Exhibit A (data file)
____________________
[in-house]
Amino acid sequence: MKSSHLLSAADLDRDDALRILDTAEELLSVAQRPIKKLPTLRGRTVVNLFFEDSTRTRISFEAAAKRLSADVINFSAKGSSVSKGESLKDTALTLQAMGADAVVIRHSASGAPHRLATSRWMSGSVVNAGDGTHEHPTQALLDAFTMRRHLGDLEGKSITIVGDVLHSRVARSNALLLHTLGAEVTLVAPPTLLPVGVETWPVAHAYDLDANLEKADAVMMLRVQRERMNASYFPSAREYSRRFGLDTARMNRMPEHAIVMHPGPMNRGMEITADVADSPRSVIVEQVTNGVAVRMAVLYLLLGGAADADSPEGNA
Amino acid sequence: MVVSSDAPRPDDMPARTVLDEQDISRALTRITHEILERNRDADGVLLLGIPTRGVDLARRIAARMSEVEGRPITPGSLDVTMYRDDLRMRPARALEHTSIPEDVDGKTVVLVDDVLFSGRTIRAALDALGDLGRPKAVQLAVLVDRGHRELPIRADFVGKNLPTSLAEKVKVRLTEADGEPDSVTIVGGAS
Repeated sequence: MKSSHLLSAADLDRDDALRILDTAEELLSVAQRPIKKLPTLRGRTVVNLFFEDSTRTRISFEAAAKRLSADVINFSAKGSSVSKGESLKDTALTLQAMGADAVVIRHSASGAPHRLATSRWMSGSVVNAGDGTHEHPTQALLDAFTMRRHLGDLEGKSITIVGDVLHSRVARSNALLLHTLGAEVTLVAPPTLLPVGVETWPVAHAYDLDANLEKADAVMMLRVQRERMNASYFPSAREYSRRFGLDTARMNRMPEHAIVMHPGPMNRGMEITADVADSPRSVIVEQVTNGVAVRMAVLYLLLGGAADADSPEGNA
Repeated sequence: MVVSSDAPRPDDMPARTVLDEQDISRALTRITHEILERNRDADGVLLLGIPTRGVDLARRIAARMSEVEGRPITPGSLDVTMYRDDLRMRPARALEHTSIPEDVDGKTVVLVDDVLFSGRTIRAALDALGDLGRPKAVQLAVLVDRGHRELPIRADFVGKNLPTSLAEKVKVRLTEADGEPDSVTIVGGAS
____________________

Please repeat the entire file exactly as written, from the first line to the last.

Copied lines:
[in-house]
Amino acid sequence: MKSSHLLSAADLDRDDALRILDTAEELLSVAQRPIKKLPTLRGRTVVNLFFEDSTRTRISFEAAAKRLSADVINFSAKGSSVSKGESLKDTALTLQAMGADAVVIRHSASGAPHRLATSRWMSGSVVNAGDGTHEHPTQALLDAFTMRRHLGDLEGKSITIVGDVLHSRVARSNALLLHTLGAEVTLVAPPTLLPVGVETWPVAHAYDLDANLEKADAVMMLRVQRERMNASYFPSAREYSRRFGLDTARMNRMPEHAIVMHPGPMNRGMEITADVADSPRSVIVEQVTNGVAVRMAVLYLLLGGAADADSPEGNA
Amino acid sequence: MVVSSDAPRPDDMPARTVLDEQDISRALTRITHEILERNRDADGVLLLGIPTRGVDLARRIAARMSEVEGRPITPGSLDVTMYRDDLRMRPARALEHTSIPEDVDGKTVVLVDDVLFSGRTIRAALDALGDLGRPKAVQLAVLVDRGHRELPIRADFVGKNLPTSLAEKVKVRLTEADGEPDSVTIVGGAS
Repeated sequence: MKSSHLLSAADLDRDDALRILDTAEELLSVAQRPIKKLPTLRGRTVVNLFFEDSTRTRISFEAAAKRLSADVINFSAKGSSVSKGESLKDTALTLQAMGADAVVIRHSASGAPHRLATSRWMSGSVVNAGDGTHEHPTQALLDAFTMRRHLGDLEGKSITIVGDVLHSRVARSNALLLHTLGAEVTLVAPPTLLPVGVETWPVAHAYDLDANLEKADAVMMLRVQRERMNASYFPSAREYSRRFGLDTARMNRMPEHAIVMHPGPMNRGMEITADVADSPRSVIVEQVTNGVAVRMAVLYLLLGGAADADSPEGNA
Repeated sequence: MVVSSDAPRPDDMPARTVLDEQDISRALTRITHEILERNRDADGVLLLGIPTRGVDLARRIAARMSEVEGRPITPGSLDVTMYRDDLRMRPARALEHTSIPEDVDGKTVVLVDDVLFSGRTIRAALDALGDLGRPKAVQLAVLVDRGHRELPIRADFVGKNLPTSLAEKVKVRLTEADGEPDSVTIVGGAS